How far does a college degree go in driving your career success?

“It's not a mathematical equation to success,” says Drew Evans, Senior Director of Computer Futures.

40 years ago, a college education meant that an applicant for a mid-level position was leagues ahead of their competition for a limited number of open positions with a company. As time went on and the economy changed, so did the expectations of hiring managers. In 2022, more often than not companies are requiring a bachelor’s degree for entry-level jobs and internships, indicating that a master’s is preferred. The term ‘degree inflation’ has been around for a while but it has recently become a common phrase in the discussions of the great resignation, inter-generational judgments, and a broken system of economic conditioning that targets vulnerable young people.

“The expectation is that you have to have a degree and it almost doesn't matter what it is” says Nick Ferraro, Director at Computer Futures.

With such a large number of candidates for entry-level positions possess a college degree and a finite number of jobs with good pay and benefits, businesses have changed the minimum job specifications for positions. Requiring a 4-year degree whether or not it is needed to perform the work is a symptom of this economic condition.

“It's a shame that people without a college degree usually have to approach their job search with the attitude of needing someone to take a chance on them, but it's true” says Anthony Mazzella, Senior Manager at Computer Futures.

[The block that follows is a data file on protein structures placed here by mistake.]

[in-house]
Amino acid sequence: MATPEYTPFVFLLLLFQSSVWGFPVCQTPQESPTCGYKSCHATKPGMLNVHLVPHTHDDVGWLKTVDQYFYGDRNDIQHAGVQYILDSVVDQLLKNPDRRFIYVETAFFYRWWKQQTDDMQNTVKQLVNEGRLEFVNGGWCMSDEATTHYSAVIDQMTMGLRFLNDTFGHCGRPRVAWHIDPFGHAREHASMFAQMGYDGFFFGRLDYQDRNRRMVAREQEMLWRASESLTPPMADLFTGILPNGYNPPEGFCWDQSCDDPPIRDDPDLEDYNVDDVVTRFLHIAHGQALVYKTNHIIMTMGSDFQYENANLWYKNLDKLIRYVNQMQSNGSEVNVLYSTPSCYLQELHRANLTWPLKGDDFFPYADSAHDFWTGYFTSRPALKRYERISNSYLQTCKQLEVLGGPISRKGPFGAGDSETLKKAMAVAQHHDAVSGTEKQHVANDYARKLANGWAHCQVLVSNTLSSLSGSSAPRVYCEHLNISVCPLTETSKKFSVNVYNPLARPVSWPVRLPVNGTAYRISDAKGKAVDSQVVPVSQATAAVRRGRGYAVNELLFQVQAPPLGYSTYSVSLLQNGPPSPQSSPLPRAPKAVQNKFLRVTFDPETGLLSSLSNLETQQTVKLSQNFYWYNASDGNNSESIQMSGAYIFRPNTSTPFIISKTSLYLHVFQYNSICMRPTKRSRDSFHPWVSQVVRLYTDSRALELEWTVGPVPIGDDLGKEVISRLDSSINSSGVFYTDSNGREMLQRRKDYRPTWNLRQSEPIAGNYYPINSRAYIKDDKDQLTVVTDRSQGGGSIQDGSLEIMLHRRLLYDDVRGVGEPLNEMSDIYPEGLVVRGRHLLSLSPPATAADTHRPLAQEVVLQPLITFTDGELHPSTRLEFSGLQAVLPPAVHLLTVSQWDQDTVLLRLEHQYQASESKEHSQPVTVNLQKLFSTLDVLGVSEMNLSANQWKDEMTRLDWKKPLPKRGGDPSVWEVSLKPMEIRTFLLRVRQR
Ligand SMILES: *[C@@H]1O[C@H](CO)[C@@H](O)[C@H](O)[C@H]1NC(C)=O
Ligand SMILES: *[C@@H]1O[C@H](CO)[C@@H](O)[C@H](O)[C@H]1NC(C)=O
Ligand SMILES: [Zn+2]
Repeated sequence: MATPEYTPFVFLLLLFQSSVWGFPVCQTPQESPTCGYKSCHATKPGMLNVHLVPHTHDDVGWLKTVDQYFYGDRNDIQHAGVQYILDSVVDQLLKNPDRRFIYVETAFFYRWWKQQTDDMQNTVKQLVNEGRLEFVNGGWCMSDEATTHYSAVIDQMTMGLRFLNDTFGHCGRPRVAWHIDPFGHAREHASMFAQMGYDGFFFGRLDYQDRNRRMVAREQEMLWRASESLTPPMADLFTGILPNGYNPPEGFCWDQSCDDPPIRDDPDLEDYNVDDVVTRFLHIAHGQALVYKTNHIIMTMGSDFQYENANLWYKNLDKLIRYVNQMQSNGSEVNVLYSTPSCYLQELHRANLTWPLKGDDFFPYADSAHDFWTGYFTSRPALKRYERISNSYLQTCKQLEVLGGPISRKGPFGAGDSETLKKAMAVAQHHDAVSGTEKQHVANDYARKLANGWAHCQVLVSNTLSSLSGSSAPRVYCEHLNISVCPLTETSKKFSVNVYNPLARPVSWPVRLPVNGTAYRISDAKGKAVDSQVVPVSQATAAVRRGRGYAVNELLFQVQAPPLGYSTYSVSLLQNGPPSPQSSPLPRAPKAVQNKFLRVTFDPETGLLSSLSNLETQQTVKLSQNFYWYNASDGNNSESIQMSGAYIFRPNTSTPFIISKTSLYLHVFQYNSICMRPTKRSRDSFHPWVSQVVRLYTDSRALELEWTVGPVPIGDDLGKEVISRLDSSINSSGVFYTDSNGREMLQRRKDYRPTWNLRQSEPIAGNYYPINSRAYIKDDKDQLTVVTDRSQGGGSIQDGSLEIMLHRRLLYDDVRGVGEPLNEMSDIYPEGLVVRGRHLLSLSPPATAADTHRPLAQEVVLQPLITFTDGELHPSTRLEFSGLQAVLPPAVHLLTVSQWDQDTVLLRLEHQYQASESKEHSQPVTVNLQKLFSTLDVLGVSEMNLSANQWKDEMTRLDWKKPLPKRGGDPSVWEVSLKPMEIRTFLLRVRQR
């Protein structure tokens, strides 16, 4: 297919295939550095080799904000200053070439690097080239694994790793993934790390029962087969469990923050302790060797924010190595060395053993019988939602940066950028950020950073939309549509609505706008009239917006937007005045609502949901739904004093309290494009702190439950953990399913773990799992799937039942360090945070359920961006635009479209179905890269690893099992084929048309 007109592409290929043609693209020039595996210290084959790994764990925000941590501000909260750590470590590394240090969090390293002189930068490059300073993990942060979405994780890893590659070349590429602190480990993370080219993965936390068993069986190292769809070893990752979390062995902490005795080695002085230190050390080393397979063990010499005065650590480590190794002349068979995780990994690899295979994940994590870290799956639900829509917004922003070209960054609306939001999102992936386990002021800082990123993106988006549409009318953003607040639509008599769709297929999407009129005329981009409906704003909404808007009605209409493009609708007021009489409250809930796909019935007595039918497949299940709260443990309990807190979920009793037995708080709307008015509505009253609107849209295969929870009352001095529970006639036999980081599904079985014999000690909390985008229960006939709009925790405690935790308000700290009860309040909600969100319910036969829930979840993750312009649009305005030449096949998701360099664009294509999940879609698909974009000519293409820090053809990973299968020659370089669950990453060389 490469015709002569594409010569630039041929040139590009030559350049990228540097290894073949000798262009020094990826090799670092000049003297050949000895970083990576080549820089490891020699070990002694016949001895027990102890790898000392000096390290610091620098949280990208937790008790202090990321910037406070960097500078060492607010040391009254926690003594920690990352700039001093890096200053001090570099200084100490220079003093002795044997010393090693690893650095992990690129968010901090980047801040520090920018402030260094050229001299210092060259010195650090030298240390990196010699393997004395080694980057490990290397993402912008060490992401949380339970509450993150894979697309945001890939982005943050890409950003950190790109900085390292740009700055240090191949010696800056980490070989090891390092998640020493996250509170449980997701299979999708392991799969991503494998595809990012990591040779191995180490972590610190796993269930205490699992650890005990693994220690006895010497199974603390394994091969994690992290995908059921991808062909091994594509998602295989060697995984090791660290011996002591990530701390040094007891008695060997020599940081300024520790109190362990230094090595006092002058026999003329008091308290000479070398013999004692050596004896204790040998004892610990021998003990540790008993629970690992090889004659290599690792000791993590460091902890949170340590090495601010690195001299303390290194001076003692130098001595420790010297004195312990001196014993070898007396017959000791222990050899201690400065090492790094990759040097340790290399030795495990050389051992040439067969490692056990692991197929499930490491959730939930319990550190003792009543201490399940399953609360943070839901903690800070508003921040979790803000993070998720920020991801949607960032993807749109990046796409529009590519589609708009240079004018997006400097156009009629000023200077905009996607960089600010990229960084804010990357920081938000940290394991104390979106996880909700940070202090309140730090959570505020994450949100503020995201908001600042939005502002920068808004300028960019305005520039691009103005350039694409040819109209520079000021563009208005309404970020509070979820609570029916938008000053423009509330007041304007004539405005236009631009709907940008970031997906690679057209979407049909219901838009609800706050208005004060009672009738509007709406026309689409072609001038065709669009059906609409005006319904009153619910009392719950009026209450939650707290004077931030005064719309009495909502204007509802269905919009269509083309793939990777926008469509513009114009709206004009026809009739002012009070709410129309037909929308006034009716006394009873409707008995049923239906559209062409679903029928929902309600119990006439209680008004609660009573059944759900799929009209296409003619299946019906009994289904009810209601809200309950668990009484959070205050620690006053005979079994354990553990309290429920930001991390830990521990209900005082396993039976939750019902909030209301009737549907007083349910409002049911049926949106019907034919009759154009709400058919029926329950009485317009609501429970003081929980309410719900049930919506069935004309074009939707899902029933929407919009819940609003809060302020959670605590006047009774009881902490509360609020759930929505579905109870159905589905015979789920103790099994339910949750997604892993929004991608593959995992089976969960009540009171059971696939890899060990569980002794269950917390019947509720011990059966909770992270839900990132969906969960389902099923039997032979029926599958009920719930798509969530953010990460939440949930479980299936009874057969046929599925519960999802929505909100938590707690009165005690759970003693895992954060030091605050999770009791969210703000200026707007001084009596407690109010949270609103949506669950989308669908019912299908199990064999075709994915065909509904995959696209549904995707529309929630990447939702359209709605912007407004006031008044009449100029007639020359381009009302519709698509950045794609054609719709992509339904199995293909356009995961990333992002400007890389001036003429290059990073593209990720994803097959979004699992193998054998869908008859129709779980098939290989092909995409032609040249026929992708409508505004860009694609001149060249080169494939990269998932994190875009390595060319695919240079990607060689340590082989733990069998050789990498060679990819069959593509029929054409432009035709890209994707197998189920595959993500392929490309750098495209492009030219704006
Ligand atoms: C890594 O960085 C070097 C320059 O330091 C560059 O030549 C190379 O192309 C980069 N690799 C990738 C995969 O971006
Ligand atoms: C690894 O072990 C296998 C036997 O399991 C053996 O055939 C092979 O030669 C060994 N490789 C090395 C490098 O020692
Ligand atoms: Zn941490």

There are many successful career paths open to people without degrees, but the choices are slimmer in today’s job market. One area that can be particularly attractive to an ambitious, hardworking, and affable person is the profession of recruitment and sales.

“Recruiting offers very good career growth, you can progress very quickly in the industry. You can be a director in 5 years with no prior experience, says Jamie Burgess, Director of Computer Futures. We hire for emotional and social intelligence. That's how you define smart in this job.”

The interview process for most staffing firms centers not around the contents of a resume, but the tone of the conversation with a candidate.

“We interview for soft skills like handling adversity, getting along with others, working through challenges, all the intangibles that you're born and raised with” says Chris Lane, Senior Director of Computer Futures.

The most valuable things to a hiring manager in the staffing industry are a positive attitude, resilience, coachability, discipline, intellectual curiosity, and a great work ethic. None of these factors are mutually inclusive of a person with or without continuing education.

“That sales instinct, that hunger, is something that comes from within that has more to do with who you are as a person than how you were trained in your lifetime” says Lauren Turbiak, Senior Sales Team Manager of Computer Futures.